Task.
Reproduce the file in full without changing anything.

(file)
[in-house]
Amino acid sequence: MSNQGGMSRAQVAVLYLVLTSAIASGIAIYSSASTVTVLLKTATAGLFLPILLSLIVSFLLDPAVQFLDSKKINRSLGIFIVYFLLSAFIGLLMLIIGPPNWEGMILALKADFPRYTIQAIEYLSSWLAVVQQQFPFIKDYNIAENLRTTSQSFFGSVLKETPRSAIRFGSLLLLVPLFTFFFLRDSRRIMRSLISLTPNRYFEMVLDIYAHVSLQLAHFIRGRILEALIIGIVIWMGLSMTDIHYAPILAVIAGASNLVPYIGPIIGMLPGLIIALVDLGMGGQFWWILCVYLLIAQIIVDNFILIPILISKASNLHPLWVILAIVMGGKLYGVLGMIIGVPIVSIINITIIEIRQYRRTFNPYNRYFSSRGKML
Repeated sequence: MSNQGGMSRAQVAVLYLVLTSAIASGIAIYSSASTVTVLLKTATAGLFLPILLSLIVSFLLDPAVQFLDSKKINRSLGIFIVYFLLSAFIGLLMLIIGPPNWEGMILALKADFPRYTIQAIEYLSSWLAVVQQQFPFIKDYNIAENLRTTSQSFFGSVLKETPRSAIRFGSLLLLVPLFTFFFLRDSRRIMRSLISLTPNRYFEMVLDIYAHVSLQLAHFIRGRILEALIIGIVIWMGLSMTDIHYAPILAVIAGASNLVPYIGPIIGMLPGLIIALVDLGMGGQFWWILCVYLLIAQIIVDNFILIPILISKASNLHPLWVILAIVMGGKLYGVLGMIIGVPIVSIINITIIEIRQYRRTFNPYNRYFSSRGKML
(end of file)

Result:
[in-house]
Amino acid sequence: MSNQGGMSRAQVAVLYLVLTSAIASGIAIYSSASTVTVLLKTATAGLFLPILLSLIVSFLLDPAVQFLDSKKINRSLGIFIVYFLLSAFIGLLMLIIGPPNWEGMILALKADFPRYTIQAIEYLSSWLAVVQQQFPFIKDYNIAENLRTTSQSFFGSVLKETPRSAIRFGSLLLLVPLFTFFFLRDSRRIMRSLISLTPNRYFEMVLDIYAHVSLQLAHFIRGRILEALIIGIVIWMGLSMTDIHYAPILAVIAGASNLVPYIGPIIGMLPGLIIALVDLGMGGQFWWILCVYLLIAQIIVDNFILIPILISKASNLHPLWVILAIVMGGKLYGVLGMIIGVPIVSIINITIIEIRQYRRTFNPYNRYFSSRGKML
Repeated sequence: MSNQGGMSRAQVAVLYLVLTSAIASGIAIYSSASTVTVLLKTATAGLFLPILLSLIVSFLLDPAVQFLDSKKINRSLGIFIVYFLLSAFIGLLMLIIGPPNWEGMILALKADFPRYTIQAIEYLSSWLAVVQQQFPFIKDYNIAENLRTTSQSFFGSVLKETPRSAIRFGSLLLLVPLFTFFFLRDSRRIMRSLISLTPNRYFEMVLDIYAHVSLQLAHFIRGRILEALIIGIVIWMGLSMTDIHYAPILAVIAGASNLVPYIGPIIGMLPGLIIALVDLGMGGQFWWILCVYLLIAQIIVDNFILIPILISKASNLHPLWVILAIVMGGKLYGVLGMIIGVPIVSIINITIIEIRQYRRTFNPYNRYFSSRGKML